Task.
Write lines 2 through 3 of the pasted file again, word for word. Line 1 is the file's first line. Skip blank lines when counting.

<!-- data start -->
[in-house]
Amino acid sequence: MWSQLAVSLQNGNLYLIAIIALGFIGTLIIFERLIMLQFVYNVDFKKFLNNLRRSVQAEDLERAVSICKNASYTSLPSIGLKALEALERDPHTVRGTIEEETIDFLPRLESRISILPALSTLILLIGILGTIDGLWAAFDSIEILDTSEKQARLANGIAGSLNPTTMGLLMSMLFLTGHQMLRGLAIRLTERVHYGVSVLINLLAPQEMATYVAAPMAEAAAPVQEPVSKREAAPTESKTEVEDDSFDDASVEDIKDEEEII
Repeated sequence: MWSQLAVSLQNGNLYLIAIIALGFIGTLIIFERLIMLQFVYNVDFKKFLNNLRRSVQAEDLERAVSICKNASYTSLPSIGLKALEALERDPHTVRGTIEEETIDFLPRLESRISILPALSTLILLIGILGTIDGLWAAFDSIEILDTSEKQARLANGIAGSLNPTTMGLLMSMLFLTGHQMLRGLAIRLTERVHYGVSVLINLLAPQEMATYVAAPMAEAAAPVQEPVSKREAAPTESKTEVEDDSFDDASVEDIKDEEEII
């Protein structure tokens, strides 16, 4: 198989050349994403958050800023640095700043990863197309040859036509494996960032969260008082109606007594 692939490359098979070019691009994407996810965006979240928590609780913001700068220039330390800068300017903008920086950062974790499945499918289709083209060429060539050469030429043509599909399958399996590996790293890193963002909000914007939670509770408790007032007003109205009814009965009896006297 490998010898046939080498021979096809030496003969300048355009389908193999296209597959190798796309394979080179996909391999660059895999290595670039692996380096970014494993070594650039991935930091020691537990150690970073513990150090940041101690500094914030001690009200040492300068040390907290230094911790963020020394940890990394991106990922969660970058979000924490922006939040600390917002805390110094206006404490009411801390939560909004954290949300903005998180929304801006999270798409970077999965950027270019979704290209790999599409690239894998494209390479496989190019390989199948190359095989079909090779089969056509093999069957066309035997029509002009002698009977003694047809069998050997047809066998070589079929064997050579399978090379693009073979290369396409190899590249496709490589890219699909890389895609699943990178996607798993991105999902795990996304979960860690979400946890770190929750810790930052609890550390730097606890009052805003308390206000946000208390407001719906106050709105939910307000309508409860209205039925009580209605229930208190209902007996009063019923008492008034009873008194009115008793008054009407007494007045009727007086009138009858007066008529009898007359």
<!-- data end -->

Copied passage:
Amino acid sequence: MWSQLAVSLQNGNLYLIAIIALGFIGTLIIFERLIMLQFVYNVDFKKFLNNLRRSVQAEDLERAVSICKNASYTSLPSIGLKALEALERDPHTVRGTIEEETIDFLPRLESRISILPALSTLILLIGILGTIDGLWAAFDSIEILDTSEKQARLANGIAGSLNPTTMGLLMSMLFLTGHQMLRGLAIRLTERVHYGVSVLINLLAPQEMATYVAAPMAEAAAPVQEPVSKREAAPTESKTEVEDDSFDDASVEDIKDEEEII
Repeated sequence: MWSQLAVSLQNGNLYLIAIIALGFIGTLIIFERLIMLQFVYNVDFKKFLNNLRRSVQAEDLERAVSICKNASYTSLPSIGLKALEALERDPHTVRGTIEEETIDFLPRLESRISILPALSTLILLIGILGTIDGLWAAFDSIEILDTSEKQARLANGIAGSLNPTTMGLLMSMLFLTGHQMLRGLAIRLTERVHYGVSVLINLLAPQEMATYVAAPMAEAAAPVQEPVSKREAAPTESKTEVEDDSFDDASVEDIKDEEEII